The human intelligence is an essential component of a successful cyber defense program. The team can be composed of security analysts, engineers, and incident responders. Technology can a good preventive measure; but whatever slips through the technology would need the human to analyze, examine, and hunt for otherwise hidden intrusions.

Finally, there needs to be a set of processes that govern how the team interacts with the technology so that detection and response are efficient. Processes outline procedures and step-by-step actions to be undertaken by the team. They help eliminate ad hoc reactions in times of crisis and provide visibility and efficiency to the overall cyber defense strategy.

Enhancing cybersecurity with gamification

Gamification adds emotional engagement to training by providing a competitive context and excitement. Game playing is regarded as a sophisticated way of training and educating security specialists. According to scientific studies, people learn best when they engage their emotions and practical experience in a competitive environment.

The following are two examples where we leverage gamification in cyber training:
• Training interns: within our internship program, the intern is assigned an account on a gamified cyber security platform. The intern has to complete around 200 challenges, where each challenge has a certain score. As the intern completes one challenge after the other, their score increases, and they can view their ranking on a leaderboard. The challenges are categorized into different topics such as web application attacks, reverse engineering, security event analysis, malware analysis, cryptography, etc.
• Cyber War Game: it is an event that is set up to simulate and exercise cyber offense and defense techniques and tactics in a gamified and challenging way. Participants are grouped into 2 Team categories: Red-Team (Offence) and Blue-Team (Defense). The Red-Team attempts to break into a predesigned virtual infrastructure while the Blue-Team will detect, track, and respond to the attacks.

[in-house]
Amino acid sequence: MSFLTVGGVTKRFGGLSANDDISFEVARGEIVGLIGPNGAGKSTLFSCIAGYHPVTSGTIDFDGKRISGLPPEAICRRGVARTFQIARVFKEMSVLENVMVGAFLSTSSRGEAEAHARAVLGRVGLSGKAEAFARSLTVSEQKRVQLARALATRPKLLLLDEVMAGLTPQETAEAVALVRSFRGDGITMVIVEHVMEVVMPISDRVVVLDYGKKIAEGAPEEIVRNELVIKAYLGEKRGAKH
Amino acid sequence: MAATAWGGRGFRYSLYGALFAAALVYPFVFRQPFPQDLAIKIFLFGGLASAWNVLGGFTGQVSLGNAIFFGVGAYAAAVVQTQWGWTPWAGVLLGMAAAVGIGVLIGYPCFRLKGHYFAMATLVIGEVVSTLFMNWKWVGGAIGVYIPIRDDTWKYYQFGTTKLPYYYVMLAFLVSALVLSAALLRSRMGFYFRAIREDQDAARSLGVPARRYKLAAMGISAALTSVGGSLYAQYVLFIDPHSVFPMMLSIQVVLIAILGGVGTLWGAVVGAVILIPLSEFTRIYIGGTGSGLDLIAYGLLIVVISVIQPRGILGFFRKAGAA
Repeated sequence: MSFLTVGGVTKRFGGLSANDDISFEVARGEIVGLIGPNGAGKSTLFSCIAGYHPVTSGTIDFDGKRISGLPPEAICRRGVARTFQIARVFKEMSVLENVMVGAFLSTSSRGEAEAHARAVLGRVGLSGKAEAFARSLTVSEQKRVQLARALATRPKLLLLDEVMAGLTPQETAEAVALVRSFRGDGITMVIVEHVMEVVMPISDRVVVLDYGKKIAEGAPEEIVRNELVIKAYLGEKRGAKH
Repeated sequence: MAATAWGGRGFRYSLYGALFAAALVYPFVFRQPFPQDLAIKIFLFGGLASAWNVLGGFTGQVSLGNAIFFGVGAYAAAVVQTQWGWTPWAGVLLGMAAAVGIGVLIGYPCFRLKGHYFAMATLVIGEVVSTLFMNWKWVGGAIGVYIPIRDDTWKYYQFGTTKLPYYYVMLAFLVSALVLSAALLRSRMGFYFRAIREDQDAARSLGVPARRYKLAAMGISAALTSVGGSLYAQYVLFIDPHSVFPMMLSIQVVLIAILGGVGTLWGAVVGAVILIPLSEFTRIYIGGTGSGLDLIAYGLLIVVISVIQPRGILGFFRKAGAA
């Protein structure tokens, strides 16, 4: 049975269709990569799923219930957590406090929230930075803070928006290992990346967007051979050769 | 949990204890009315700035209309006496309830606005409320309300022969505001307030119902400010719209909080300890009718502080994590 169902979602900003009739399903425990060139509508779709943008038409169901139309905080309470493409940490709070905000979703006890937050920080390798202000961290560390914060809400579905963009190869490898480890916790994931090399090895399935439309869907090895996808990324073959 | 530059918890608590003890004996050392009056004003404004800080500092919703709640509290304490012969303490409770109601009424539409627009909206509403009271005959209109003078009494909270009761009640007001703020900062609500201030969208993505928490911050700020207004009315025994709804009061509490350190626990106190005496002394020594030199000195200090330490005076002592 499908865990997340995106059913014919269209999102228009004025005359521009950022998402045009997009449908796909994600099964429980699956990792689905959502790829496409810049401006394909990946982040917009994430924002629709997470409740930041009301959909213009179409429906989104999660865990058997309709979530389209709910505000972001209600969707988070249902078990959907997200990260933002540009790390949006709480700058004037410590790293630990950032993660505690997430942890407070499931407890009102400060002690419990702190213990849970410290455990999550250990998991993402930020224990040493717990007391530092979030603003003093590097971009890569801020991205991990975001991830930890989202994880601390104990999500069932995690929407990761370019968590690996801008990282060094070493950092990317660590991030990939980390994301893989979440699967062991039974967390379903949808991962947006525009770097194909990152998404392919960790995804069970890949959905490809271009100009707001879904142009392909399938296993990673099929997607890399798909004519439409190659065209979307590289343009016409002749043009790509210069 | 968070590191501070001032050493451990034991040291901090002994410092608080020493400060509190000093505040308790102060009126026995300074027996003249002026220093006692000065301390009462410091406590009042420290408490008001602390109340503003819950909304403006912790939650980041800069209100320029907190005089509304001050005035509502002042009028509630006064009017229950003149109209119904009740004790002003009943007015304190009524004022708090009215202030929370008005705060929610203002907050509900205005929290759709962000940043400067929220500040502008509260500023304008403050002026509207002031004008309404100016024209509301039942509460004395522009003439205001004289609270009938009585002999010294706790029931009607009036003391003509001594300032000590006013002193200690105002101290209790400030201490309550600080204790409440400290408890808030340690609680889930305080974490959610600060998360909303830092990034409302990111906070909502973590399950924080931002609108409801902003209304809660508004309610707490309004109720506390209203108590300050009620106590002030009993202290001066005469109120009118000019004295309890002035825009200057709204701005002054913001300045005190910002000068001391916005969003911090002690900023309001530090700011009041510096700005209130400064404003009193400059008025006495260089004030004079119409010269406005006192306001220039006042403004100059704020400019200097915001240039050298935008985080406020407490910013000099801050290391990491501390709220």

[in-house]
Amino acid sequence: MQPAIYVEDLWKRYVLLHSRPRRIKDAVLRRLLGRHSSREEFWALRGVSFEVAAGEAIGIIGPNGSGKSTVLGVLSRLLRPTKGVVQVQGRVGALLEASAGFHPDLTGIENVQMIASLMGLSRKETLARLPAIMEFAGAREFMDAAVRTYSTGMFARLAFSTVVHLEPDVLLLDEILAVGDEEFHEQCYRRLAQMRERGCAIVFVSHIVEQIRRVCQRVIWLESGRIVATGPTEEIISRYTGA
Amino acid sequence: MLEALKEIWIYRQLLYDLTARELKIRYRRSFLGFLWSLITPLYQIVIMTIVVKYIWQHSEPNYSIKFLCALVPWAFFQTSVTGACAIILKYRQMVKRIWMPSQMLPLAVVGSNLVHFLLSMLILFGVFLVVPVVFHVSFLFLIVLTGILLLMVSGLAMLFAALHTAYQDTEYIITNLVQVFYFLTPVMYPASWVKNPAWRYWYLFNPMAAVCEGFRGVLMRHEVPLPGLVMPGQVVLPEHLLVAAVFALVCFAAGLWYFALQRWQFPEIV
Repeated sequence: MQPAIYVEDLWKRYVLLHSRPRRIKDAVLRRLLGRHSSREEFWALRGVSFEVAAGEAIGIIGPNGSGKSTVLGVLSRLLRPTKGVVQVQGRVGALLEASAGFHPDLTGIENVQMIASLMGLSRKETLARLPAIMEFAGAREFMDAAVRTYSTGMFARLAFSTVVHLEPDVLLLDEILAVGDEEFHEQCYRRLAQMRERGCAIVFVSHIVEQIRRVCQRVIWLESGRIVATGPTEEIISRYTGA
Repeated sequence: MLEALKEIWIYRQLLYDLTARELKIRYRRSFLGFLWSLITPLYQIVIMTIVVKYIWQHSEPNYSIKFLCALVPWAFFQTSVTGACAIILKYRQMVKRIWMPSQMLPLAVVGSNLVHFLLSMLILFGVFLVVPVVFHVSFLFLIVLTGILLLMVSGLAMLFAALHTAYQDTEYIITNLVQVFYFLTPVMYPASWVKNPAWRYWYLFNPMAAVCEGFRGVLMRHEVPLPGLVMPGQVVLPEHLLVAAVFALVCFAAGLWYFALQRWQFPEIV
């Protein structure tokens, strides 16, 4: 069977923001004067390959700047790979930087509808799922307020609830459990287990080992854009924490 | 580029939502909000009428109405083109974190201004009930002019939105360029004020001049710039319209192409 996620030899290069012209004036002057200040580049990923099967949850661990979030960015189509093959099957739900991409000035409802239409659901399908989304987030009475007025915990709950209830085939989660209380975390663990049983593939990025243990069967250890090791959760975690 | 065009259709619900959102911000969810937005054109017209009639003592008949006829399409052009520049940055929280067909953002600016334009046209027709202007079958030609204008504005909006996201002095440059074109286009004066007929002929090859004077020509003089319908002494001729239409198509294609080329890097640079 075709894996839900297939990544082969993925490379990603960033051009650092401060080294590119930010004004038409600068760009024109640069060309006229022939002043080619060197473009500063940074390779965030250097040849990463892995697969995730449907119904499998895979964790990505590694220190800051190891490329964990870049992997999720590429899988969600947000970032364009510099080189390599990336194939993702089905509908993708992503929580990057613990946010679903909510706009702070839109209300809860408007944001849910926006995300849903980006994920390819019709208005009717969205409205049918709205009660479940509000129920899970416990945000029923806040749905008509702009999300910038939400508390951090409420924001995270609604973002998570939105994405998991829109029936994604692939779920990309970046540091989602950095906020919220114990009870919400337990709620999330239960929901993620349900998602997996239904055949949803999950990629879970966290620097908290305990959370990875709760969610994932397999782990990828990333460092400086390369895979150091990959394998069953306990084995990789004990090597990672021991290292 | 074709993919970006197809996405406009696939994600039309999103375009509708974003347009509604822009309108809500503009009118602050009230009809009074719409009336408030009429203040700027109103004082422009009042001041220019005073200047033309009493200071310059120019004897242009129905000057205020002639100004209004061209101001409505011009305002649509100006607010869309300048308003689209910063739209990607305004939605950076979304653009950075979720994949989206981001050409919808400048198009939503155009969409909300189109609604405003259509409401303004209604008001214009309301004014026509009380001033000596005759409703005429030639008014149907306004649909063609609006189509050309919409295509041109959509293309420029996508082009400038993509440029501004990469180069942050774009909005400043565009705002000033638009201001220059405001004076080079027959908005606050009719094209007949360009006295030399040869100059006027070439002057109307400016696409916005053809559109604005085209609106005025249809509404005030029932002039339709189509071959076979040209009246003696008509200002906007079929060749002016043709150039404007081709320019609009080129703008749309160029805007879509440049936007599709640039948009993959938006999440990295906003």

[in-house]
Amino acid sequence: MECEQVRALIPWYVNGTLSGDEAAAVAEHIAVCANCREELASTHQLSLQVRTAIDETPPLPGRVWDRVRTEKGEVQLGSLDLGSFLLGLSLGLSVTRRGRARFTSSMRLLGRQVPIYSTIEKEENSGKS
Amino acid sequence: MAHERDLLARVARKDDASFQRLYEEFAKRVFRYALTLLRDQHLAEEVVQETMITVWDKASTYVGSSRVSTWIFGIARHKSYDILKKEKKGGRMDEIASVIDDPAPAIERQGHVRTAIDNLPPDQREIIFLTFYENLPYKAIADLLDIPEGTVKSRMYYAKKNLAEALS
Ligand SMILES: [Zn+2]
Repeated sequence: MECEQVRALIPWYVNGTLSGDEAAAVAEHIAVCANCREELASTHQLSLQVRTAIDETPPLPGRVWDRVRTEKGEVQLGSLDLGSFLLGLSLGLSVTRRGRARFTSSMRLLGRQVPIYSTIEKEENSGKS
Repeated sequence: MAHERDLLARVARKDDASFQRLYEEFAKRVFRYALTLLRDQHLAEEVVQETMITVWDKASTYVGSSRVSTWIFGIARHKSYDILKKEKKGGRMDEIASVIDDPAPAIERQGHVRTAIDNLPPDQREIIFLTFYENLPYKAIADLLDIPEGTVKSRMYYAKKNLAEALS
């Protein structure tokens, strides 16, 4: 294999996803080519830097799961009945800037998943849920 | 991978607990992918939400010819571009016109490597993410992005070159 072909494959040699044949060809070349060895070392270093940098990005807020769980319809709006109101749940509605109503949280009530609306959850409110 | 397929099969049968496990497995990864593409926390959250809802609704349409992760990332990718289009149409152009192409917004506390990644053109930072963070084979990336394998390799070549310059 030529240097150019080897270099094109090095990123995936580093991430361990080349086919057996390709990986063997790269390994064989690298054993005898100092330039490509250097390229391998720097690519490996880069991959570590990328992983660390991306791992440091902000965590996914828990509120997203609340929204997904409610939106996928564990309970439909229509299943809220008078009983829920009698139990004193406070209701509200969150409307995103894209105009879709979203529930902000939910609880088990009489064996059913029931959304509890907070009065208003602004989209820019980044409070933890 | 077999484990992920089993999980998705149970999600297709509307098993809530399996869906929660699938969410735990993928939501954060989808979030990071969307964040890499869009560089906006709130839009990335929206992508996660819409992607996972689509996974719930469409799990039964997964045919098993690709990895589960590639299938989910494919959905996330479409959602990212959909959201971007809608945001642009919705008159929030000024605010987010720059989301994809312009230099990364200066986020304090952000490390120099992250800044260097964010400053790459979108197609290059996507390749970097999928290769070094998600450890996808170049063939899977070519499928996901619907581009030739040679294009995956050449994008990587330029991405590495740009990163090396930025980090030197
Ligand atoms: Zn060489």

To sum it up, gamification is an effective approach to sharpen the skills of the security teams, enhance the communication between the team members, and increase the organization’s resilience to cyber-attacks.

Empowering cybersecurity professionals

The industry needs cybersecurity institutes that offer high-quality intensive courses and workshops in all fields of cybersecurity. IT professionals need to become well-established security specialists in their organizations.

The courses and training programs should cover a wide range of cybersecurity development paths, such as Cyber Defense, Cyber Offense, Incident Response and Forensics, and Management. For each path, we need progressive courses from a beginner level to an expert level. Participants can build a training path of their choosing.

Ideally, the courses need to be hands-on, with comprehensive lab sessions and exercises. We should not only cover the essential theories and concepts, but also make sure that the participants can apply the skills practically in real-world scenarios. By enrolling in such training courses and workshops, cybersecurity professionals can boost their knowledge and skills, and thus, advance in their career paths.